Saudi Crown Prince Detains King's Brother, Other Royals, Tightening Grip on Power as Oil Revenues Slide

Crown Prince Mohammed bin Salman of the Kingdom of Saudi Arabia placed three members of his royal family under arrest Friday. Reasons for the arrests have not been confirmed.

Placed under detention were Prince Ahmed bin Abdulaziz, the younger brother of Saudi King Salman bin Abdulaziz al-Saud, royal cousin Prine Nawaf bin Nayef and former interior minister Mohammed bin Nayef, according to the BBC.

Newsweek reached out to the Saudi Arabian Embassy in Washington, D.C. for comment but did not receive a response in time for publication.

Salman has been attempting to consolidate his power in the kingdom with the assumption that he is next in line for the throne. In 2017, he placed some of his political enemies under detention, including a number of clerics who were said to have different political and religious alignments. Mohammed bin Nayef was also placed under house arrest that year, having been pushed aside as crown prince by King Salman in favor of Salman.

Many have also accused Salman of planning the 2018 murder of Jamal Khashoggi, a columnist for The Washington Post who often wrote articles critical of Salman and his policies.

Khashoggi visited the Saudi Consulate in Istanbul to receive legal documents that would allow him to marry his fiancee and resettle in Turkey. While he was inside, Khashoggi was murdered. His remains have yet to be found.

mohammed bin salman
Saudi Arabia's Crown Prince Mohammed bin Salman arrested three members of the royal family Friday, including King Salman's brother. Alexey Nikolsky / SPUTNIK / AFP/Getty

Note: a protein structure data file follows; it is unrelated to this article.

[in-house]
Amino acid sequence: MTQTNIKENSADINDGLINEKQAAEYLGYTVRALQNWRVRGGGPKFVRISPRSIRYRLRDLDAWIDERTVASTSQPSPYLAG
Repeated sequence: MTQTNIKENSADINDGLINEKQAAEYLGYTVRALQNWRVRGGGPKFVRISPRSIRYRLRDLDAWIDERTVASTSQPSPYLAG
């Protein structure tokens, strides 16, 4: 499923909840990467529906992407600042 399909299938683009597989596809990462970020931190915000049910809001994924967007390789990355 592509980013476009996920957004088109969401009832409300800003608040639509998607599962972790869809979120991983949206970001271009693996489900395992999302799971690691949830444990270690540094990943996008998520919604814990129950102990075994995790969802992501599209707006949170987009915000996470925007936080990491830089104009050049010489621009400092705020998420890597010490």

Five men received death sentences for Khashoggi's murder in Saudi Arabia but a 2019 independent report from the United Nations claimed "there is credible evidence, warranting further investigation of high-level Saudi officials' individual liability, including the Crown Prince's."

It was also insinuated that Salman was behind the 2018 theft of data from the cell phone of Jeff Bezos, owner of The Washington Post. Information gained in the theft may have been used in an attempt to sway the Post's coverage of Saudi Arabia in a more positive direction.

In a Medium post from 2019, Bezos said that his newspaper's "essential and unrelenting coverage of the murder of its columnist Jamal Khashoggi is undoubtedly unpopular in certain circles."

Saudi Arabia's U.S. embassy said the claims that the kingdom was involved in the hack were "absurd."

Oil accounts for around 90 percent of Saudi government revenue and the monarchy runs a generous welfare state to help maintain its grip on power. Prince Salman has plans to diversify the economy and attract foreign investment, although he has so far met with little success.

Although Salman has been credited with allowing Saudi women to drive and bringing extravagant entertainment to the kingdom, such as a series of shows from World Wrestling Entertainment, critics say those social events are only distractions from Saudi Arabia's international controversies.

To make matters worse, oil prices have been tumbling as the global economy reels from the impact of the coronavirus epidemic. US and International oil prices fell around 10 percent on Friday.

Coronavirus has also hit Saudi Arabia in a functional way as the kingdom announced plans to prevent anyone from the United Arab Emirates, Kuwait and Bahrain from crossing its borders. Commercial trucks from those areas are only being allowed into the kingdom after passing a health inspection.